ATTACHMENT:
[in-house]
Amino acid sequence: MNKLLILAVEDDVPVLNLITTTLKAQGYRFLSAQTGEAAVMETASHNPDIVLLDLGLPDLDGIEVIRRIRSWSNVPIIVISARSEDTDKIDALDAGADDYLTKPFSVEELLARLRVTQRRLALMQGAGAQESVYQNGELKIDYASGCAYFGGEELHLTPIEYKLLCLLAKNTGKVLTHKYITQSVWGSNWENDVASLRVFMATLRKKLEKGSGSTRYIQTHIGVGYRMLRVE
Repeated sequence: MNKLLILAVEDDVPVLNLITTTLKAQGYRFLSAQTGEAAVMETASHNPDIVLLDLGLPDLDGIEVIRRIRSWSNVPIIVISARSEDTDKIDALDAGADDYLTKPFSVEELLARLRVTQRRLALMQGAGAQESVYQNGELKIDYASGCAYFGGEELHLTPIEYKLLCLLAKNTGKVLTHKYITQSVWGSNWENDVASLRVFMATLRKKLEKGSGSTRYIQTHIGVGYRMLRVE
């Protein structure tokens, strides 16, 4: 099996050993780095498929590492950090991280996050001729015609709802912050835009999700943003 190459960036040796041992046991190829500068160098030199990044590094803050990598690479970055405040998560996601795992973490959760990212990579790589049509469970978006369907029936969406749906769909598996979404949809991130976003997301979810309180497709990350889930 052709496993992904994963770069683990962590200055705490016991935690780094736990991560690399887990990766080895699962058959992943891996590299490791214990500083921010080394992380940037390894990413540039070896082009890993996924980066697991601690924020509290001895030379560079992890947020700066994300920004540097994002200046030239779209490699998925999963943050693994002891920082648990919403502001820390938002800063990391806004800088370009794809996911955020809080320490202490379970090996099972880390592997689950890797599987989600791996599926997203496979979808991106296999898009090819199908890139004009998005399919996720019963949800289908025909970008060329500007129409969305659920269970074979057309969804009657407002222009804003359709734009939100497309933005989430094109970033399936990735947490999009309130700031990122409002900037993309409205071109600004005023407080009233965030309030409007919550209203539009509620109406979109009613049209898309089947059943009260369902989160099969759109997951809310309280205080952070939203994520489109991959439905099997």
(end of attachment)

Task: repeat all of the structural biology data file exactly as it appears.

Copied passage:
[in-house]
Amino acid sequence: MNKLLILAVEDDVPVLNLITTTLKAQGYRFLSAQTGEAAVMETASHNPDIVLLDLGLPDLDGIEVIRRIRSWSNVPIIVISARSEDTDKIDALDAGADDYLTKPFSVEELLARLRVTQRRLALMQGAGAQESVYQNGELKIDYASGCAYFGGEELHLTPIEYKLLCLLAKNTGKVLTHKYITQSVWGSNWENDVASLRVFMATLRKKLEKGSGSTRYIQTHIGVGYRMLRVE
Repeated sequence: MNKLLILAVEDDVPVLNLITTTLKAQGYRFLSAQTGEAAVMETASHNPDIVLLDLGLPDLDGIEVIRRIRSWSNVPIIVISARSEDTDKIDALDAGADDYLTKPFSVEELLARLRVTQRRLALMQGAGAQESVYQNGELKIDYASGCAYFGGEELHLTPIEYKLLCLLAKNTGKVLTHKYITQSVWGSNWENDVASLRVFMATLRKKLEKGSGSTRYIQTHIGVGYRMLRVE
């Protein structure tokens, strides 16, 4: 099996050993780095498929590492950090991280996050001729015609709802912050835009999700943003 190459960036040796041992046991190829500068160098030199990044590094803050990598690479970055405040998560996601795992973490959760990212990579790589049509469970978006369907029936969406749906769909598996979404949809991130976003997301979810309180497709990350889930 052709496993992904994963770069683990962590200055705490016991935690780094736990991560690399887990990766080895699962058959992943891996590299490791214990500083921010080394992380940037390894990413540039070896082009890993996924980066697991601690924020509290001895030379560079992890947020700066994300920004540097994002200046030239779209490699998925999963943050693994002891920082648990919403502001820390938002800063990391806004800088370009794809996911955020809080320490202490379970090996099972880390592997689950890797599987989600791996599926997203496979979808991106296999898009090819199908890139004009998005399919996720019963949800289908025909970008060329500007129409969305659920269970074979057309969804009657407002222009804003359709734009939100497309933005989430094109970033399936990735947490999009309130700031990122409002900037993309409205071109600004005023407080009233965030309030409007919550209203539009509620109406979109009613049209898309089947059943009260369902989160099969759109997951809310309280205080952070939203994520489109991959439905099997």